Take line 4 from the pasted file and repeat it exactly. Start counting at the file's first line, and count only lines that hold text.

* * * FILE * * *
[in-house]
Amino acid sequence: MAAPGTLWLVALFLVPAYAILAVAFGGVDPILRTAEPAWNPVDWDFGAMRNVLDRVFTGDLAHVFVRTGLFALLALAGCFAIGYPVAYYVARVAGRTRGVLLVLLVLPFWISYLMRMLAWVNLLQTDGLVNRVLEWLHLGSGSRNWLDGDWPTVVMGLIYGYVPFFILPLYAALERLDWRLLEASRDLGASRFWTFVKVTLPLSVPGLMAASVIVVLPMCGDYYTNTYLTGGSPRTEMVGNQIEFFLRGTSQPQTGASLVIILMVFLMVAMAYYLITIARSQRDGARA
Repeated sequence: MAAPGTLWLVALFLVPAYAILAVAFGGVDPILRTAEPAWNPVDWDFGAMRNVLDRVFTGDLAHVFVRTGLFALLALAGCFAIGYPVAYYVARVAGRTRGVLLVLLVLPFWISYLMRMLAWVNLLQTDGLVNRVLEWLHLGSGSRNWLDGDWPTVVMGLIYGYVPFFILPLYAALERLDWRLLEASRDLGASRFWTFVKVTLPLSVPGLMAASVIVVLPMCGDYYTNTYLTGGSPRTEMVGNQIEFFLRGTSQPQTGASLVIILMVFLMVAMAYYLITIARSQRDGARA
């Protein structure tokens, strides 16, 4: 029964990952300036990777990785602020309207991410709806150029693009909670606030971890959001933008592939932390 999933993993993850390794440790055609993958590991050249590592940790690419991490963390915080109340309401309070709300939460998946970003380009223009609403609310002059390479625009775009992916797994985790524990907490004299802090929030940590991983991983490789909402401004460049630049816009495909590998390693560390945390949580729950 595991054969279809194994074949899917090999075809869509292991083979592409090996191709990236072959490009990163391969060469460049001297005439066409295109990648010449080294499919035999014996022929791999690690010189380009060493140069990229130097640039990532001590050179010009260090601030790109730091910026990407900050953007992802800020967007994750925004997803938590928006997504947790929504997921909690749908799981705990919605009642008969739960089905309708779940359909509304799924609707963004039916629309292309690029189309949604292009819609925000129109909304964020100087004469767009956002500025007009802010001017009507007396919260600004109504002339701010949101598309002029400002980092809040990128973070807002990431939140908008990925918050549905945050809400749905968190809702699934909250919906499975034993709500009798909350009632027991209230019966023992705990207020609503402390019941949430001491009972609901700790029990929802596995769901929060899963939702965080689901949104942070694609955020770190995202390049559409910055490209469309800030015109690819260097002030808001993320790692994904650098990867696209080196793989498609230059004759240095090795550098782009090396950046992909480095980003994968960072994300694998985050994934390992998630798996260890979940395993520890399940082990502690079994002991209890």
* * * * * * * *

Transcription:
């Protein structure tokens, strides 16, 4: 029964990952300036990777990785602020309207991410709806150029693009909670606030971890959001933008592939932390 999933993993993850390794440790055609993958590991050249590592940790690419991490963390915080109340309401309070709300939460998946970003380009223009609403609310002059390479625009775009992916797994985790524990907490004299802090929030940590991983991983490789909402401004460049630049816009495909590998390693560390945390949580729950 595991054969279809194994074949899917090999075809869509292991083979592409090996191709990236072959490009990163391969060469460049001297005439066409295109990648010449080294499919035999014996022929791999690690010189380009060493140069990229130097640039990532001590050179010009260090601030790109730091910026990407900050953007992802800020967007994750925004997803938590928006997504947790929504997921909690749908799981705990919605009642008969739960089905309708779940359909509304799924609707963004039916629309292309690029189309949604292009819609925000129109909304964020100087004469767009956002500025007009802010001017009507007396919260600004109504002339701010949101598309002029400002980092809040990128973070807002990431939140908008990925918050549905945050809400749905968190809702699934909250919906499975034993709500009798909350009632027991209230019966023992705990207020609503402390019941949430001491009972609901700790029990929802596995769901929060899963939702965080689901949104942070694609955020770190995202390049559409910055490209469309800030015109690819260097002030808001993320790692994904650098990867696209080196793989498609230059004759240095090795550098782009090396950046992909480095980003994968960072994300694998985050994934390992998630798996260890979940395993520890399940082990502690079994002991209890």